WORKSHOP 1 – Trimester 2 2017
Deegan Topic 1:
Introduction to financial accounting theory
What is a conceptual framework, and would it be considered to be a positive or a normative theory of accounting?
A conceptual framework, such as the International Accounting Standards Board (IASB) Framework, provides some fundamental assumptions about the role of general purpose financial reporting and the attributes that financial information should possess for it to be useful in assisting the resource allocation decisions of financial statement readers. As indicated in this chapter, the United States’ Financial Accounting Standards Board (FASB) defined a conceptual framework as ‘a coherent system of interrelated objectives and fundamentals that can lead to consistent standards’.
Since conceptual frameworks provide perspectives about such issues as: the qualitative characteristics that financial information should posses; the identification of the types of entities that should produce general purpose financial reports; the way in which the elements of financial accounting should be defined and recognised, and so forth (note the emphasis on ‘should’), the conceptual frameworks—in providing prescription—are considered to be normative in nature. Positive research, on the other hand, might simply attempt to describe or predict the behaviour of those people in charge of producing general purpose financial reports, or the behaviour of financial report readers
In an article that appeared in the Age (‘Way cleared for Turnbull to challenge’, by Michelle Grattan, 12 September 2008), Peter Costello, former federal treasurer, is quoted as saying, ‘I have a theory that every government wins one more term than it should.’ Do you believe he really has a ‘theory’ in terms of the way a ‘theory’ is defined in this chapter?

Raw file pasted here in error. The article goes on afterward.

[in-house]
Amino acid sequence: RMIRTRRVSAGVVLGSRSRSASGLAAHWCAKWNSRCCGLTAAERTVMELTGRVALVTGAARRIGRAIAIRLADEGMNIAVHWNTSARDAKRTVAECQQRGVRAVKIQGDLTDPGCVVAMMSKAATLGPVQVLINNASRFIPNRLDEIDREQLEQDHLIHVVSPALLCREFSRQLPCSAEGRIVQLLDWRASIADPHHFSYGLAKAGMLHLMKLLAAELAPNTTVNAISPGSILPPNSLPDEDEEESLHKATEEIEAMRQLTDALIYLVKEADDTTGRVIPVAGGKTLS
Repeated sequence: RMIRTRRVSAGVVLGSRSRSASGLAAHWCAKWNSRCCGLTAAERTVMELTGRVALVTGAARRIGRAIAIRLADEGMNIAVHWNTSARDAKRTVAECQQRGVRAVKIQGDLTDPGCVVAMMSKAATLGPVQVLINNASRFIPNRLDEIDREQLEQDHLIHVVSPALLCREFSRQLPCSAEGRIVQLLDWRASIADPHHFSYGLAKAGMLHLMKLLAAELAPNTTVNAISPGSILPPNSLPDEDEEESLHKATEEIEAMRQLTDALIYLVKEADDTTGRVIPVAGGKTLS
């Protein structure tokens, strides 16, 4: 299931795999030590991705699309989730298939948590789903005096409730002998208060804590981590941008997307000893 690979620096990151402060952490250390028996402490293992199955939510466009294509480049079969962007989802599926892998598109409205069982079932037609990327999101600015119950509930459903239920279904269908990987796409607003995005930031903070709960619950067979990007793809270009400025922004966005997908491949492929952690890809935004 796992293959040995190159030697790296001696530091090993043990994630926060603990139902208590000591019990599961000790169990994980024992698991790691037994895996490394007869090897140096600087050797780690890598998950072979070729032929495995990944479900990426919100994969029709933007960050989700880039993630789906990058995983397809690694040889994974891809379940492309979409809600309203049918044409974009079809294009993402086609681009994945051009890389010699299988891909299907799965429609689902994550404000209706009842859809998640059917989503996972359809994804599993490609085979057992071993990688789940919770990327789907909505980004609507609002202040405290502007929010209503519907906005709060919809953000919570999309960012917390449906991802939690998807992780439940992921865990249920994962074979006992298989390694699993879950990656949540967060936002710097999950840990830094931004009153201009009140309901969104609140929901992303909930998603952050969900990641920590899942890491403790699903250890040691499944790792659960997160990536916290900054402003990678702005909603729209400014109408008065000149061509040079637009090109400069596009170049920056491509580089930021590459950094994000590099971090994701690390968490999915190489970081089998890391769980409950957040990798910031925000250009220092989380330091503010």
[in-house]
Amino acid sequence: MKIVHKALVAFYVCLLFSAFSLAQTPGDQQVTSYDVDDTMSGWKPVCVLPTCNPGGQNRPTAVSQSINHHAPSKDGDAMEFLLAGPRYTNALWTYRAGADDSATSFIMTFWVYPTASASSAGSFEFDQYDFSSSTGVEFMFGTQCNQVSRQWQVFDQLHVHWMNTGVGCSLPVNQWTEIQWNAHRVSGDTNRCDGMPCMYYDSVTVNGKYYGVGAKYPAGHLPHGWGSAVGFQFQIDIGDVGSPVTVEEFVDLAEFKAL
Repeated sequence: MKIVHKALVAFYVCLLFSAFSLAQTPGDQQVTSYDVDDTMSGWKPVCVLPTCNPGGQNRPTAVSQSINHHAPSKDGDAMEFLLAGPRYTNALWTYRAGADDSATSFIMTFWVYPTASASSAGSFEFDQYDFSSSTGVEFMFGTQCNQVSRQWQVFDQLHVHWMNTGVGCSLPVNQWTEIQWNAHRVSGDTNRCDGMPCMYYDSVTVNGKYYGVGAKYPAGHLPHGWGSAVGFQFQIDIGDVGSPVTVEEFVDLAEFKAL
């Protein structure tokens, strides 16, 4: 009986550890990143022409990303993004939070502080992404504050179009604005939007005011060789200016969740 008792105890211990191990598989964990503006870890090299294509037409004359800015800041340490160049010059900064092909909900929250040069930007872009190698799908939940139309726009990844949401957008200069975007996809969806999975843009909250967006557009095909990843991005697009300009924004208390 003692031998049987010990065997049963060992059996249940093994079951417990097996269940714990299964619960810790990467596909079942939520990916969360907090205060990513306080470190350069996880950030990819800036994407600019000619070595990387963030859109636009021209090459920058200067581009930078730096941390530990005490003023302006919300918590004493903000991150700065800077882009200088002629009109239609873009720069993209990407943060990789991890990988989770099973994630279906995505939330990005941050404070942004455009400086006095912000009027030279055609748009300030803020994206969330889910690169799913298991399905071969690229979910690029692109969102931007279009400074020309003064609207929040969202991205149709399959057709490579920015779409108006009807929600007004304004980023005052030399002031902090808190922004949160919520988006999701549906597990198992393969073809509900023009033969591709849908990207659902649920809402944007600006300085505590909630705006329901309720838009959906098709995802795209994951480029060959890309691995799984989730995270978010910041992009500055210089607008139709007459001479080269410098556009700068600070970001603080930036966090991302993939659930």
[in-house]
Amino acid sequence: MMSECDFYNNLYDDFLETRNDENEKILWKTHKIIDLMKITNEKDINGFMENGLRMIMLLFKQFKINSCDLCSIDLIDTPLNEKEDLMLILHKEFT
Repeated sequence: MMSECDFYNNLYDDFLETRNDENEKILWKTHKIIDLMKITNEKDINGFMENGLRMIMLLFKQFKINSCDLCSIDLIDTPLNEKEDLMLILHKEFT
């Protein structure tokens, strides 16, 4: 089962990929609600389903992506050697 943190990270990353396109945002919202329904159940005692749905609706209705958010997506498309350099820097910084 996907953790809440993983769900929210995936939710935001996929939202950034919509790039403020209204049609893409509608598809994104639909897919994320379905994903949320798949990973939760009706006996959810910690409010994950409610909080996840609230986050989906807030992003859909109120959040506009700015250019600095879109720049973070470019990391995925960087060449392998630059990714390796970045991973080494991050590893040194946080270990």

Arguably, Peter Costello has a hunch, rather than a theory. The Oxford English Dictionary defines a theory as ‘a scheme or system of ideas or statements held as an explanation or account of a group of facts or phenomena’. Theories would not generally be considered to be ad hoc in nature, and should be based on systematic and coherent reasoning. It is not obvious that Peter Costello’s ideas match with our views of what constitutes a theory.
Why would it not be appropriate to reject a normative theory of accounting because its prescriptions could not be confirmed through empirical observation?
Prescriptions are clearly not the same thing as predictions. If, for example, a researcher is prescribing a particular approach to accounting (that is, he or she is being ‘normative’ in nature) that does not mean when we look at actual accounting practice we will find that the prescribed method is being used. In fact, the reason why the researcher developed a particular normative theory (a theory that prescribes what should be done) could well be driven by the researcher’s...